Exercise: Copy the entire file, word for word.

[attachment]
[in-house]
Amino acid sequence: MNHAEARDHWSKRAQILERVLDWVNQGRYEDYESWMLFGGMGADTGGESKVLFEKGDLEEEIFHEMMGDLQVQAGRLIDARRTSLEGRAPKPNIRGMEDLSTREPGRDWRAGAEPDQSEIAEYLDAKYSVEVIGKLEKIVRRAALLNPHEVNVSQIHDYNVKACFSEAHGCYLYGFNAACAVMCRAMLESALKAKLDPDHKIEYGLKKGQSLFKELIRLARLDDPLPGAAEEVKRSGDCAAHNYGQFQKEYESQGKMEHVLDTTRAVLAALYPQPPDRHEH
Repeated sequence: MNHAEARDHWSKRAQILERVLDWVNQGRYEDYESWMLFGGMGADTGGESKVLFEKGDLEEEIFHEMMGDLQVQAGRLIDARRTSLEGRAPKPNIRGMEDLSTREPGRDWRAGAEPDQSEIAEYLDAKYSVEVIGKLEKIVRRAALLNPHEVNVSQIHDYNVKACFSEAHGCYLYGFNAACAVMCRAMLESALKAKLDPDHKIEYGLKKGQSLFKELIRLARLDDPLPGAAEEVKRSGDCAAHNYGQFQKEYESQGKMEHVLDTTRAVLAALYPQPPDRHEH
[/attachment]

[in-house]
Amino acid sequence: MNHAEARDHWSKRAQILERVLDWVNQGRYEDYESWMLFGGMGADTGGESKVLFEKGDLEEEIFHEMMGDLQVQAGRLIDARRTSLEGRAPKPNIRGMEDLSTREPGRDWRAGAEPDQSEIAEYLDAKYSVEVIGKLEKIVRRAALLNPHEVNVSQIHDYNVKACFSEAHGCYLYGFNAACAVMCRAMLESALKAKLDPDHKIEYGLKKGQSLFKELIRLARLDDPLPGAAEEVKRSGDCAAHNYGQFQKEYESQGKMEHVLDTTRAVLAALYPQPPDRHEH
Repeated sequence: MNHAEARDHWSKRAQILERVLDWVNQGRYEDYESWMLFGGMGADTGGESKVLFEKGDLEEEIFHEMMGDLQVQAGRLIDARRTSLEGRAPKPNIRGMEDLSTREPGRDWRAGAEPDQSEIAEYLDAKYSVEVIGKLEKIVRRAALLNPHEVNVSQIHDYNVKACFSEAHGCYLYGFNAACAVMCRAMLESALKAKLDPDHKIEYGLKKGQSLFKELIRLARLDDPLPGAAEEVKRSGDCAAHNYGQFQKEYESQGKMEHVLDTTRAVLAALYPQPPDRHEH